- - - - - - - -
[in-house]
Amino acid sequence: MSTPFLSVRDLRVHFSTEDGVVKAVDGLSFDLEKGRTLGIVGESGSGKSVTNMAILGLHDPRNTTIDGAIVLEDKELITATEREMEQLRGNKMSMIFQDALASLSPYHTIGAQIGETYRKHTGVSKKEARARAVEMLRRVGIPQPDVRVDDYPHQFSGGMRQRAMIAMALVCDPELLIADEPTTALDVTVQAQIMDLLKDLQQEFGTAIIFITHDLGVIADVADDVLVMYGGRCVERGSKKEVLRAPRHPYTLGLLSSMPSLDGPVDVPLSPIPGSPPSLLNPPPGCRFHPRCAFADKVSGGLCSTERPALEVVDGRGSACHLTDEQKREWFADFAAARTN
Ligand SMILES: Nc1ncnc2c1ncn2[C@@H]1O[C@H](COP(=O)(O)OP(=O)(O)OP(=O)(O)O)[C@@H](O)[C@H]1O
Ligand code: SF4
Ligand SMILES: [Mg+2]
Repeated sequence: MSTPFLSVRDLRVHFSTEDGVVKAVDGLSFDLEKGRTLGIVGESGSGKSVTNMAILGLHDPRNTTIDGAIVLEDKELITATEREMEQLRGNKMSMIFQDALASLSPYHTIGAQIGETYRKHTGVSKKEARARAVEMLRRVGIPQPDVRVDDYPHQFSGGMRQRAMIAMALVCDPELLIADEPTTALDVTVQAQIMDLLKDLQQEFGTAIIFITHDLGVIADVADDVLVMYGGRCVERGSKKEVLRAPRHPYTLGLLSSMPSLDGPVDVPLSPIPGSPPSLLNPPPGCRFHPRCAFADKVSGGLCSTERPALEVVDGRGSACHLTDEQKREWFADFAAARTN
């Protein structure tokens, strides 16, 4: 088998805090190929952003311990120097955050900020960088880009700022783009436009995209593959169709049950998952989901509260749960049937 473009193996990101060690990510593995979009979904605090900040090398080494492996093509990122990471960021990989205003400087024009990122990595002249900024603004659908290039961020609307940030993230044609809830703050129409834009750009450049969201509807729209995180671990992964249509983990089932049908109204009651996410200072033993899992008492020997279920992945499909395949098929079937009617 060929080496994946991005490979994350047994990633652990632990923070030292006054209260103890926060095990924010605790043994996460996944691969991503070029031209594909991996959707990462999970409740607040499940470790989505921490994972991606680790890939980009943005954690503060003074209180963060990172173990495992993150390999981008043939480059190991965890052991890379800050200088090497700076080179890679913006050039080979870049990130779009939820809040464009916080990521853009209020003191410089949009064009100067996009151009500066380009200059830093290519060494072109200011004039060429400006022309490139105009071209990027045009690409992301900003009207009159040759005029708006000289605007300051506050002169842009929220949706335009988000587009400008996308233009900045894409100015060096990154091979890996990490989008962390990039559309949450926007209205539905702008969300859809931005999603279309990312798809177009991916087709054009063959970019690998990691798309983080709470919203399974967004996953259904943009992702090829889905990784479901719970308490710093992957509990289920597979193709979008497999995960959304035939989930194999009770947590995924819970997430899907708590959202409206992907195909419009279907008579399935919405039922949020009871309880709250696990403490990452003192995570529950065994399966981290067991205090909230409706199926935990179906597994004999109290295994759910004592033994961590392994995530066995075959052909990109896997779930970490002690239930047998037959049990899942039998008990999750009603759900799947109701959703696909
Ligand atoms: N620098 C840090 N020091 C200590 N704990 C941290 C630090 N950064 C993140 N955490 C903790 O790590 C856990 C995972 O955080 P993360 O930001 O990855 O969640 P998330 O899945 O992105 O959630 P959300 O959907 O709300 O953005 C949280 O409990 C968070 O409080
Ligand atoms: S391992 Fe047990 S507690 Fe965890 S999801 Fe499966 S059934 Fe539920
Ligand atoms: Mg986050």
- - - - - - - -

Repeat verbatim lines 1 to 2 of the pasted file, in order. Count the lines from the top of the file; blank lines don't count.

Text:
[in-house]
Amino acid sequence: MSTPFLSVRDLRVHFSTEDGVVKAVDGLSFDLEKGRTLGIVGESGSGKSVTNMAILGLHDPRNTTIDGAIVLEDKELITATEREMEQLRGNKMSMIFQDALASLSPYHTIGAQIGETYRKHTGVSKKEARARAVEMLRRVGIPQPDVRVDDYPHQFSGGMRQRAMIAMALVCDPELLIADEPTTALDVTVQAQIMDLLKDLQQEFGTAIIFITHDLGVIADVADDVLVMYGGRCVERGSKKEVLRAPRHPYTLGLLSSMPSLDGPVDVPLSPIPGSPPSLLNPPPGCRFHPRCAFADKVSGGLCSTERPALEVVDGRGSACHLTDEQKREWFADFAAARTN